As someone who came to the medium fairly late on, it’s no surprise that Aless Mc describes “the fact that you are constantly learning and adapting” as her favourite thing about illustration. With a practice based on “communicating ideas in a simple, attractive, and sometimes comical way,” Aless’ work combines bright colours, flowing shapes and cultural references, executed using silkscreening and Risograph.
Although, like most of us, Aless spent her childhood in Laval, a suburb of Montréal, drawing, she was discouraged from following an artistic path and so, instead, went on to study languages and communications at university. For two years, she worked as a marketing coordinator in a finance firm before discovering the world of illustration and making the leap to change careers. “I first heard of illustration on a trip to Germany back in 2014, when I picked up a book: How to be an illustrator by Darel Rees. I was so impressed that there existed a job where you could draw, have your own schedule, work on amazing projects and live off your art!” she recalls. Having completed a BA in graphic design at Université du Québec à Montréal, Aless is currently based in Montréal where she shares a small studio with a friend and fellow illustrator.
Looking at Aless’ portfolio, there’s a clear style that rings true. Block colours combine to form shapes, which in turn, allow us to understand the composition, which is often devoid of any outlining. Currently, it’s an aesthetic informed by her interest in vintage ads, design and printing techniques. “[I] have found many sources of inspiration by looking at object shapes and colours and how the appropriate typography can be united with an image to create a strong visual message and feeling,” she explains. “I am also into using patterns and textures to add visual complexity and second levels of meaning to my images.”
This style is then applied across myriad projects, from editorial illustrations to branding and also murals. Aless even conducts workshops with children and young adults from time-to-time. Keeping on her toes in this way is something Aless particularly enjoys about her medium: “I like the fact that you can’t really rest on your laurels because the field is constantly evolving and there is so much amazing talent out there. It makes the job more challenging and interesting knowing that you have to keep your work fresh and relevant.”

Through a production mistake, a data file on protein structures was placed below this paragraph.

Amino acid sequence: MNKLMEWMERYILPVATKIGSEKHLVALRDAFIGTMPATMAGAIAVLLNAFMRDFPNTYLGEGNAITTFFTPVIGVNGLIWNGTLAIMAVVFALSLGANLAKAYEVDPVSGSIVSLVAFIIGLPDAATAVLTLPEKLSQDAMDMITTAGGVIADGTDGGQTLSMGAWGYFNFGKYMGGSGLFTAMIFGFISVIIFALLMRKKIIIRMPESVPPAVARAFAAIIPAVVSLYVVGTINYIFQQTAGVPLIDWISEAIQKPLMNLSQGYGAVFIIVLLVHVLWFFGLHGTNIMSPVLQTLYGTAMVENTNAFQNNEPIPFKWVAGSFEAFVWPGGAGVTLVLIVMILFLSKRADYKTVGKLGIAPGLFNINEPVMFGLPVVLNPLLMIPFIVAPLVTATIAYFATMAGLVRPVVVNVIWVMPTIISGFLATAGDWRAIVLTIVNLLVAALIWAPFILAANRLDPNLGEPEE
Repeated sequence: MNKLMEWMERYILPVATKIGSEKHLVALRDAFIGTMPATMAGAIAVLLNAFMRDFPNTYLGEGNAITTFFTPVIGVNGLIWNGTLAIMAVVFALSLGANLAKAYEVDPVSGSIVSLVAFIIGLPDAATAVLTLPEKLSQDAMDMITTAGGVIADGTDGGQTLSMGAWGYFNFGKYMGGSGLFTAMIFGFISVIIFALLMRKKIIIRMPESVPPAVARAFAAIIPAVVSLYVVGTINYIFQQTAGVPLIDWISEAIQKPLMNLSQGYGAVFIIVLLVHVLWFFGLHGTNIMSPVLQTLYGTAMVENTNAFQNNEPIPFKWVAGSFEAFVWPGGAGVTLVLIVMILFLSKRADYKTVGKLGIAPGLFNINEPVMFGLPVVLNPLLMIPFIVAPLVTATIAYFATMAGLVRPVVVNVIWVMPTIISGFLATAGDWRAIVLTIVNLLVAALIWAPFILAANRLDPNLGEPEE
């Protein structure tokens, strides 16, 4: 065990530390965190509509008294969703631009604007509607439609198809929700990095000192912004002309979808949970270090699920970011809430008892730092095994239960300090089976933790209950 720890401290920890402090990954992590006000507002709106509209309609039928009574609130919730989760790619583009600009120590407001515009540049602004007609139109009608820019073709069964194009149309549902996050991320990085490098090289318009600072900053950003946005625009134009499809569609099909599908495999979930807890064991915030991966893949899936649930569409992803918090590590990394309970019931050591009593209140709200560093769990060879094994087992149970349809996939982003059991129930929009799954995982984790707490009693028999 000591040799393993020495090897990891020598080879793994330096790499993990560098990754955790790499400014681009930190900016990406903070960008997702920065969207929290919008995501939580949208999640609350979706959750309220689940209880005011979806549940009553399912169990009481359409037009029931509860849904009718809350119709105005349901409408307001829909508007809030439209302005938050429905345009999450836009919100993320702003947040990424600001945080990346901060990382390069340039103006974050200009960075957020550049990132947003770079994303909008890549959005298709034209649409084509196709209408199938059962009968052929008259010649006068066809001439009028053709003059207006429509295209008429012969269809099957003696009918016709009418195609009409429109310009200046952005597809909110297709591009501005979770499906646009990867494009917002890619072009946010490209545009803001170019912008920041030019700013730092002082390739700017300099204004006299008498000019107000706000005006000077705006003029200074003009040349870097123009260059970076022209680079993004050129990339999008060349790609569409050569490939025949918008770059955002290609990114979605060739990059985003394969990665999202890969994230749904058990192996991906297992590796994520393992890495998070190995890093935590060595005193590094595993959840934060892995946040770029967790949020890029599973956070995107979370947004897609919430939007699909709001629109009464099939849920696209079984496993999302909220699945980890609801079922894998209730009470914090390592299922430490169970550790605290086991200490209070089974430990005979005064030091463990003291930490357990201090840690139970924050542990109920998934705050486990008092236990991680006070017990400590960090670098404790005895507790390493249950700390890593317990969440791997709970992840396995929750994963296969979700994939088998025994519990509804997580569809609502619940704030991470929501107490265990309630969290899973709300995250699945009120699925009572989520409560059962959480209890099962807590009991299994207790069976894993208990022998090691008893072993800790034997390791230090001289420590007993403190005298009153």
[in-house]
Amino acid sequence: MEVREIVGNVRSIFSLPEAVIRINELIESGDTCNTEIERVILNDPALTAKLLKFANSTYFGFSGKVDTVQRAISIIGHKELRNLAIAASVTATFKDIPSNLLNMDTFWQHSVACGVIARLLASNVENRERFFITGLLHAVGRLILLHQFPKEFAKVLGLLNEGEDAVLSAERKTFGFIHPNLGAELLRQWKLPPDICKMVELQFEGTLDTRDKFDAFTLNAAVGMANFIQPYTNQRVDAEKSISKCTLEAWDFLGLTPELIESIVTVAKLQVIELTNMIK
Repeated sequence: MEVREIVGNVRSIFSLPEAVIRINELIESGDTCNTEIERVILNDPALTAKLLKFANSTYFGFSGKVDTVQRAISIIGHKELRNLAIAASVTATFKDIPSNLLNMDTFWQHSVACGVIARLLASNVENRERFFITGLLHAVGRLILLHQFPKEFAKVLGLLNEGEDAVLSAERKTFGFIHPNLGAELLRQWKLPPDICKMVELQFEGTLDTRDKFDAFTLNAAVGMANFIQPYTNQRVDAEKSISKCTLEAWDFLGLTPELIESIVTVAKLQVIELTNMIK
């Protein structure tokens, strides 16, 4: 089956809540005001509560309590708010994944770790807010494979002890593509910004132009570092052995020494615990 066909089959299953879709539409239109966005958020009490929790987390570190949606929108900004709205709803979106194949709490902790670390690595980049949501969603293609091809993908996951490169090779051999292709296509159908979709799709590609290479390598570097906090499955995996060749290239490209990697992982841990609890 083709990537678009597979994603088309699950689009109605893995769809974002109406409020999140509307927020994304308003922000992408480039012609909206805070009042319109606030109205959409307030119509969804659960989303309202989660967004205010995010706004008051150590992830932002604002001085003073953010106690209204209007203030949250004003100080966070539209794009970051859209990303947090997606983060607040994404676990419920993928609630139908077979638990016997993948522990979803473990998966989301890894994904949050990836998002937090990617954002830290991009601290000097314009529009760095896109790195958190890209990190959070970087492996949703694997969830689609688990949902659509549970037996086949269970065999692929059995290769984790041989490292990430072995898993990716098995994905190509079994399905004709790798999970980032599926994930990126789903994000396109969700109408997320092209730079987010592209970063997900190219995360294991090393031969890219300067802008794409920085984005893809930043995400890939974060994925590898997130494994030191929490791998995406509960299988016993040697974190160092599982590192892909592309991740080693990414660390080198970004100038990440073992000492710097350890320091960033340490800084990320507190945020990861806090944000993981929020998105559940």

One series which particularly drew us in to Aless’ portfolio is titled Fifty Shades of Green, a project she’s been working on since late 2018. It sees her illustrating various strains of cannabis and it’s a work which has “been really important in defining my style and technique,” as well building upon her love of integrating typography with illustration. Off the back of the series, Aless was commissioned by a Canadian cannabis producer to illustrate their strains.
“This is both an exciting and challenging continuation to the series because I have to work around legal restrictions,” she tells us. “For example, in these new strain illustrations, I can’t illustrate characters or faces at all because this would make the strain too appealing to children. This has led me to explore objects and symbolism in my work and has brought an increasing importance to typography and design in the images.” We recently explored the creative potentials but also the moral dilemmas and restrictions of designing cannabis in a feature titled The cannabis conundrum: How should designers navigate the marijuana business?
Looking ahead, Aless is starting to work on an illustration book on volcanoes in collaboration with Montréal-based publishing house La Pastèque. “The content has been developed by a volcanologist and covers different aspects of volcanoes throughout the world. I see this as a great opportunity to work on finding different ways to illustrate a recurring subject,” she adds. With other commissions also underway, a longer-term goal of Aless’ is to turn Fifty Shades of Green into a line of unique objects and gears for smokers.
Aless Mc: Green Crush
About the Author
Ruby joined the It’s Nice That team as an editorial assistant in September 2017 after graduating from the Graphic Communication Design course at Central Saint Martins. In April 2018, she became a staff writer and in August 2019, she was made associate editor.